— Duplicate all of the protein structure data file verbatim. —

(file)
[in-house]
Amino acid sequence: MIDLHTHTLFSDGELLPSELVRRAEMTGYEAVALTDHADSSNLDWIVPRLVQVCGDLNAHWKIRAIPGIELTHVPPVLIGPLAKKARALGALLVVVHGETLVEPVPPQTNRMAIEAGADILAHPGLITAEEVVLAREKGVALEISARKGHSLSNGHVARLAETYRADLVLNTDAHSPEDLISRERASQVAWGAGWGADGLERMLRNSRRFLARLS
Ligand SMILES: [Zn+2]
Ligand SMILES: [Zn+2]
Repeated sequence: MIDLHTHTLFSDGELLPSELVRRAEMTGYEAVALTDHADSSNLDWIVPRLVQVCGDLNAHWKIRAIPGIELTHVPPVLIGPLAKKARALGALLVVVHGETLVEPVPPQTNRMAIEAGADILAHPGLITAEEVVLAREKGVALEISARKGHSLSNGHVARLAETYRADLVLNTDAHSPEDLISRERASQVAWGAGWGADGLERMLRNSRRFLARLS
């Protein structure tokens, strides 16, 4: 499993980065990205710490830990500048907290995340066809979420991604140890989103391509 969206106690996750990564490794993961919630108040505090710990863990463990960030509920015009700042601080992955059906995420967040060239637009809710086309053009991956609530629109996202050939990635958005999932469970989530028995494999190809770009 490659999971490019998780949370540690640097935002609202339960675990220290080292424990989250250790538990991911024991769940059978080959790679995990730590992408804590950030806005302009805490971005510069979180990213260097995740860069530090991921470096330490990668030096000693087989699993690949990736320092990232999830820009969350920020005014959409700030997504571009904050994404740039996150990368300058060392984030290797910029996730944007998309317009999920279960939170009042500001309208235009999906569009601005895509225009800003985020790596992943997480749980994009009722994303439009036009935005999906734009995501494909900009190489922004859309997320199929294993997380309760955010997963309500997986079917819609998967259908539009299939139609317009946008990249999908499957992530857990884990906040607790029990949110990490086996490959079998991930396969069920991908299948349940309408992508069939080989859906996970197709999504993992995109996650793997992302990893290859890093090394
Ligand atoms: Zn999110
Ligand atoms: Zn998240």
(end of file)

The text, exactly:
[in-house]
Amino acid sequence: MIDLHTHTLFSDGELLPSELVRRAEMTGYEAVALTDHADSSNLDWIVPRLVQVCGDLNAHWKIRAIPGIELTHVPPVLIGPLAKKARALGALLVVVHGETLVEPVPPQTNRMAIEAGADILAHPGLITAEEVVLAREKGVALEISARKGHSLSNGHVARLAETYRADLVLNTDAHSPEDLISRERASQVAWGAGWGADGLERMLRNSRRFLARLS
Ligand SMILES: [Zn+2]
Ligand SMILES: [Zn+2]
Repeated sequence: MIDLHTHTLFSDGELLPSELVRRAEMTGYEAVALTDHADSSNLDWIVPRLVQVCGDLNAHWKIRAIPGIELTHVPPVLIGPLAKKARALGALLVVVHGETLVEPVPPQTNRMAIEAGADILAHPGLITAEEVVLAREKGVALEISARKGHSLSNGHVARLAETYRADLVLNTDAHSPEDLISRERASQVAWGAGWGADGLERMLRNSRRFLARLS
């Protein structure tokens, strides 16, 4: 499993980065990205710490830990500048907290995340066809979420991604140890989103391509 969206106690996750990564490794993961919630108040505090710990863990463990960030509920015009700042601080992955059906995420967040060239637009809710086309053009991956609530629109996202050939990635958005999932469970989530028995494999190809770009 490659999971490019998780949370540690640097935002609202339960675990220290080292424990989250250790538990991911024991769940059978080959790679995990730590992408804590950030806005302009805490971005510069979180990213260097995740860069530090991921470096330490990668030096000693087989699993690949990736320092990232999830820009969350920020005014959409700030997504571009904050994404740039996150990368300058060392984030290797910029996730944007998309317009999920279960939170009042500001309208235009999906569009601005895509225009800003985020790596992943997480749980994009009722994303439009036009935005999906734009995501494909900009190489922004859309997320199929294993997380309760955010997963309500997986079917819609998967259908539009299939139609317009946008990249999908499957992530857990884990906040607790029990949110990490086996490959079998991930396969069920991908299948349940309408992508069939080989859906996970197709999504993992995109996650793997992302990893290859890093090394
Ligand atoms: Zn999110
Ligand atoms: Zn998240």